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Jobs, Garages, & Time Travel

Jobs I don’t know about you, but nothing I ever made in a garage ever had any hopes of changing anything—ever! But ideas that Jobs and Woz tinkered with helped change our lives, our language, and most certainly our teaching and the way kids learn.

I remember scrounging ancient, manual typewriters for my first graders, well actually for parent volunteers, who listened to elaborate stories by 5-year olds, and through smiles and giggles, turned them into typed masterpieces. I remember questions about why I needed all those typewriters, and answering with—My kids have stories to tell. I still pound the keyboard like it was a manual typewriter.

One day, an administrator at a middle school, where I was teaching language arts, gathered us all into a staff room. “We have computers, and you’re all signing up to use them.” No question or answer period there. His goal was accomplished. There was a whole lot of grumping going on. I remember, like it was yesterday, talking about this to the other language arts teacher. I said something like—computers are impersonal—I’ll never like using them….

I did sign up, drag my kids in, and let them finger peck stories on small greenish black screens—then print what seemed simple passages on perforated paper. That Apple IIe lab was a thorn in my teaching side. Didn’t they know I could be so much more valuable to my students in my own classroom—well away from the hair frizzing electromagnetic fields in that computer lab?

Then, it happened—and it happened on my watch. The buzzing and whirring on a few machines stopped. A few seventh graders had that “Why me?” look. Their computers failed. I don’t care what you say, most seventh graders, like first graders, believe that teachers know stuff and can fix stuff. I think that changes at ninth grade though. ;>) Anyway, the sad eyes, raised hands, and pleads to fix, moved me to do something that change my education, private, and career life.

I unplugged one of those Apples (I knew that much), lifted the small-boxed screen off its base, and removed the top cover. I actually laughed out loud. There appeared to be almost nothing inside it. There didn’t seem too much to fix. So, I grabbed a few parts gently and gave them a wiggle, plugged everything back in, and to my surprise the static chattering start up happened. That’s when I fist-pumped tech for the first time. I actually got applause from seventh-graders, something still rare today, as the others chimed, “Fix mine!” I remember thinking these things will never last.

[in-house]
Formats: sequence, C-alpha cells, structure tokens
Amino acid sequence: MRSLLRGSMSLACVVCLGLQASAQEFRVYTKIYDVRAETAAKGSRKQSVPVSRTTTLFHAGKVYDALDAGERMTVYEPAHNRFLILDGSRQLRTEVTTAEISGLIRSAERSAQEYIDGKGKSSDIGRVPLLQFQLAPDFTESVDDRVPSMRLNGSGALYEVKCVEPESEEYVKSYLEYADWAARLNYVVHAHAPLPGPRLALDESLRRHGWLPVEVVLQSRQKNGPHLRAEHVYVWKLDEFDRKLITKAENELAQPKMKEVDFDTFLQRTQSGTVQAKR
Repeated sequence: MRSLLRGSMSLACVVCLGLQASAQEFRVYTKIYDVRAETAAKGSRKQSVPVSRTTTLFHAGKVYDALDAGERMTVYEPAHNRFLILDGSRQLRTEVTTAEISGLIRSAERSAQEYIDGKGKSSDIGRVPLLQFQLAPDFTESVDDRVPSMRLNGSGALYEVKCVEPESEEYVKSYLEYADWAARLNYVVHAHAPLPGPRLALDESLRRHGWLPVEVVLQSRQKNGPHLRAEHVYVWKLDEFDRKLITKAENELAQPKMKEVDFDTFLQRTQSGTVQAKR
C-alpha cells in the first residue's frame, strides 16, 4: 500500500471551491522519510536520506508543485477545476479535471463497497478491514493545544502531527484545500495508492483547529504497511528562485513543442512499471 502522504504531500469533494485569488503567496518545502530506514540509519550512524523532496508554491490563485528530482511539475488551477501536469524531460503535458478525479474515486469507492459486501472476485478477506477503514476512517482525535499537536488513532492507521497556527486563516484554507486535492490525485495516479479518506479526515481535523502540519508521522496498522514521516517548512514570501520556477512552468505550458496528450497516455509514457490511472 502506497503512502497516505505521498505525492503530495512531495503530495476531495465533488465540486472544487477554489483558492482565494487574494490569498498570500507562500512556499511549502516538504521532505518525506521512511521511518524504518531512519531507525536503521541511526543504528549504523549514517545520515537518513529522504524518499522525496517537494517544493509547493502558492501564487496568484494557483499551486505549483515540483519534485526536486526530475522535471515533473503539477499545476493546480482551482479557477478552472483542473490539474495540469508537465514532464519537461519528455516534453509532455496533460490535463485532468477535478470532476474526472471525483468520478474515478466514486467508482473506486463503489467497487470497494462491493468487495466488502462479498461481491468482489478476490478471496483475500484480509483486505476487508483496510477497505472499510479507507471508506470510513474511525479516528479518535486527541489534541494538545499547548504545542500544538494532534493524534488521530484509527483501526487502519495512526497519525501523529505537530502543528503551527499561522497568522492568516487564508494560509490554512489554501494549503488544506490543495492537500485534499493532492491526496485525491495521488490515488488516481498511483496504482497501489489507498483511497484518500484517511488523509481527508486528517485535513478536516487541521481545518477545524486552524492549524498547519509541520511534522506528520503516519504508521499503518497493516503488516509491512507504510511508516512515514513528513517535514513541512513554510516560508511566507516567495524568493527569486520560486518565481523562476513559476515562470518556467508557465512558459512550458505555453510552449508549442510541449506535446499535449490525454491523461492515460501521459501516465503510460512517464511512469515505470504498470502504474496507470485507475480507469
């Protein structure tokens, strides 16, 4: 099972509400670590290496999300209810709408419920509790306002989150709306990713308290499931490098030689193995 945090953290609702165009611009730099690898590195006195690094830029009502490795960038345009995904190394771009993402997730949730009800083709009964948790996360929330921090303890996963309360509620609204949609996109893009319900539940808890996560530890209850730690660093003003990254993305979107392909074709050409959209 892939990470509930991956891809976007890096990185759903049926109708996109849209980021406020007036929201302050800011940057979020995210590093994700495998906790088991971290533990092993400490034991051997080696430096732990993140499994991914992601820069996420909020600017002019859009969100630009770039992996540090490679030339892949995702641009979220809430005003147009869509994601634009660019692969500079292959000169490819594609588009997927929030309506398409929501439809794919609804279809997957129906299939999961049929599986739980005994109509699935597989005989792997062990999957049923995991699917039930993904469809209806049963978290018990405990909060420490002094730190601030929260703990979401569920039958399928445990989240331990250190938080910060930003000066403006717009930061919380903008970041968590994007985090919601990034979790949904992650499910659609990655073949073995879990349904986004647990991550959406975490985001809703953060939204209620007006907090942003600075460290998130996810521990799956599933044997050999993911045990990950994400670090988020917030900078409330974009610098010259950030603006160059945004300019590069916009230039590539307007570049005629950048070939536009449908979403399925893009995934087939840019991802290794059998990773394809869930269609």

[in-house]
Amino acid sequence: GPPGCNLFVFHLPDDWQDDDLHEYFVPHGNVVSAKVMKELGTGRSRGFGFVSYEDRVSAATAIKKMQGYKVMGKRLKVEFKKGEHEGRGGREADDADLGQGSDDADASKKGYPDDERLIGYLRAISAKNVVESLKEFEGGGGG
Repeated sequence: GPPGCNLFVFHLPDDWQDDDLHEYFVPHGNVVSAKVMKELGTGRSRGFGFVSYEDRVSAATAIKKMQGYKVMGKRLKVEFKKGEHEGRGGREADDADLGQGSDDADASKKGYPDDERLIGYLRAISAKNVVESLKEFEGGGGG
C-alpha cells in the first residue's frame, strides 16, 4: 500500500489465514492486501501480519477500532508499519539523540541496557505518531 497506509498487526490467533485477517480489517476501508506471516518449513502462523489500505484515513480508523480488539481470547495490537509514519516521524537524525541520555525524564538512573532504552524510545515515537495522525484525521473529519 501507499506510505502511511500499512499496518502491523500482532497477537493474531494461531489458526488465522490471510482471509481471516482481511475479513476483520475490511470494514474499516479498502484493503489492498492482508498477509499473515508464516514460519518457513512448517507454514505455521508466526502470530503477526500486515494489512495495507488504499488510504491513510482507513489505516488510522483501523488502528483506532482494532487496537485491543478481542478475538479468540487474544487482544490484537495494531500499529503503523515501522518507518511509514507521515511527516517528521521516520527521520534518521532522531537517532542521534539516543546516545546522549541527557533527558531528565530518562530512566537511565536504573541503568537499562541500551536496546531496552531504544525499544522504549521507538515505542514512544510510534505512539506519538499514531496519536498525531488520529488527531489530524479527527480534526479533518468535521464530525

News spread of my new computer expertise, and my classes were forever interrupted by pleads of help from the computer lab. I kept in pretty good shape running there and back to my room. I knew absolutely nothing, other than pulling the plug, and shaking some parts, but it was more than the principal, or anyone else. I even began taking the computer home for more practice. That required about three trips to the car. I became the expert, and from that point on, the voice of technology in that building, and for that principal and beyond.

For all my initial grumping about tech, those Apples changed the way I taught, and the way my students learned—for the better. And while it sometimes took more time to plan and do it with tech, it made teaching fist-pumping exciting. It brought the world to my classes, and my classes to the world.

I've never met Steve Jobs, but I know him. There’s a guy with passion for his product. “Bring it back when you’ve made it better.” Now, that’s what needs to be said a lot more. Who will say it now? If you’ve never seen the videos of Jobs sharing GarageBand, you need to do a search for them. They are a professional development lessons from a real person, who is learning as he goes, and getting the biggest kick out of sharing. Nothing earth shaking came out of my garage, and most likely yours either, but aren’t we glad that Steve’s garage had picked up the slack—for everyone.

InFoComm Tech Pick: Laser Projection

Pro and Short Throw #10CF5532
I’ve been following bulbless projector technology from the start. I was one of those instructional tech specialists who taught kids and teachers, as well as climbed ladders to change projector bulbs and filters. I also had to allocate a lot of funds for replacements. While the bulbless/filterless idea isn’t new, Family Of Products2 the LASER/LED/hybrid light source technology is new and amazing. With this technology, we’re talking about 20,000 hours of eco-friendly, or short throw projection life without mercury lamps. Casio has embraced this technology in its DLP short-throw (top image) and slim-green (bottom image) projectors.